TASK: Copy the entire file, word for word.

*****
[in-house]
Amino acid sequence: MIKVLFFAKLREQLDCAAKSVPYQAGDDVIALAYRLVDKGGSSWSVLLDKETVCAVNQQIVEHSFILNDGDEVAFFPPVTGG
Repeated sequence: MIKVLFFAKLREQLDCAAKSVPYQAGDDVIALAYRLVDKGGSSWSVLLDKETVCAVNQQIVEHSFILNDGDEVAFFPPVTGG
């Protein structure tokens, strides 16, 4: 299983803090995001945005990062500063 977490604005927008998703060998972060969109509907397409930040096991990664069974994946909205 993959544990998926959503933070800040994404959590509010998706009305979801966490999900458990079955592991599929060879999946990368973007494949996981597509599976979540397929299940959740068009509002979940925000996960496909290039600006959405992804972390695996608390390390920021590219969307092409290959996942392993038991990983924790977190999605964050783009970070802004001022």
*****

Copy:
[in-house]
Amino acid sequence: MIKVLFFAKLREQLDCAAKSVPYQAGDDVIALAYRLVDKGGSSWSVLLDKETVCAVNQQIVEHSFILNDGDEVAFFPPVTGG
Repeated sequence: MIKVLFFAKLREQLDCAAKSVPYQAGDDVIALAYRLVDKGGSSWSVLLDKETVCAVNQQIVEHSFILNDGDEVAFFPPVTGG
């Protein structure tokens, strides 16, 4: 299983803090995001945005990062500063 977490604005927008998703060998972060969109509907397409930040096991990664069974994946909205 993959544990998926959503933070800040994404959590509010998706009305979801966490999900458990079955592991599929060879999946990368973007494949996981597509599976979540397929299940959740068009509002979940925000996960496909290039600006959405992804972390695996608390390390920021590219969307092409290959996942392993038991990983924790977190999605964050783009970070802004001022």